in which Mr. Motion, the Agent of the British
Manufacturers, hes been located for nearly a month
past, with specimens of Manchester goods, with
prices attached, to aid in the great work of break
ing down the American Tariff! This morning,
Mr. SrawAirr, of the House, with four gentlemen
from Boston, Messrs. Page, Livermore, Fay, and
Hovey, whom ho and other tariff members had in
vited to come to Washington with specimens of
their American goods, that the same might be com
pared with the specimens of British goods already
exhibited here, visited the committee room in ques
tion. No sooner hod the party entered, than Mr.
Homer commenced rolling up his British specimens,
for the purpose of leaving. But Mr. Stewart beg
ged him not to go. He said it would not be fair
thus to leave without allowing a comparison of the
two kinds of goods to be made. Mr. Homer still
persisted, and said he would rather not remain—
the gentlemen from Boston might have-the room.
Mr. Stewart still insisted that he must not go, but
must remain and aid in the investigation. Finally,
Mr. Homer consented to do so.
By comparison it appeared, that prints of the
same quality and stamp of those of Manchester,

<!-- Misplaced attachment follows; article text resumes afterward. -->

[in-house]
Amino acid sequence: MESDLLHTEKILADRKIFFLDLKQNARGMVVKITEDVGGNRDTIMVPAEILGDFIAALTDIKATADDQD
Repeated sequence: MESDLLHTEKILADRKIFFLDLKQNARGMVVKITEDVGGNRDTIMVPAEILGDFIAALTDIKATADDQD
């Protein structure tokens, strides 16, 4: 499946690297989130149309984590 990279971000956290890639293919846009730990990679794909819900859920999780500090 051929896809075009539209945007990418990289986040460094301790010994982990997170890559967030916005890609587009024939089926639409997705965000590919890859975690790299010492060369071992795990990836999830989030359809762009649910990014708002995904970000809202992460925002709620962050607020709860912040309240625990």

worth 10 cents por yard, are furnished by the Bos
ton and Lowell manufactures et 11 cents—with
this ditforence—and it is a wide one in favor of the
American side of the question—the British arti
cles are " Job Goods," and but 24 inches in width,
while the American arc of the first quality, equiv
alent to 10 per ccnturn better than the " Job Goods"
of the same article, and are 27 inches in width.
The difference in width gives to the purchaser
108 square inches in the yard, or 24,102 square in-
ches in the piece of 28 yards.
Mr. Homer could not get over this "fixed fact."
It was a stumper ! There were the American and
the British goods, and there wore the prices of each.
Every ono could see and judge for himself. The
Boston gentlemen exhibited a very large variety of
cotton, worsted and silk goods. It was truly as
tonishing to behold to what perfection, competition,'
fostered by a wise and judicious American Tara
had brought the manufacture of this description of
goods, as well as to what low prices they had been
brought. Some very thick, dark and checked cot
ton cloth, suitable for gentlemen's summer dresses,
and so firm that one could nut tear it with his hands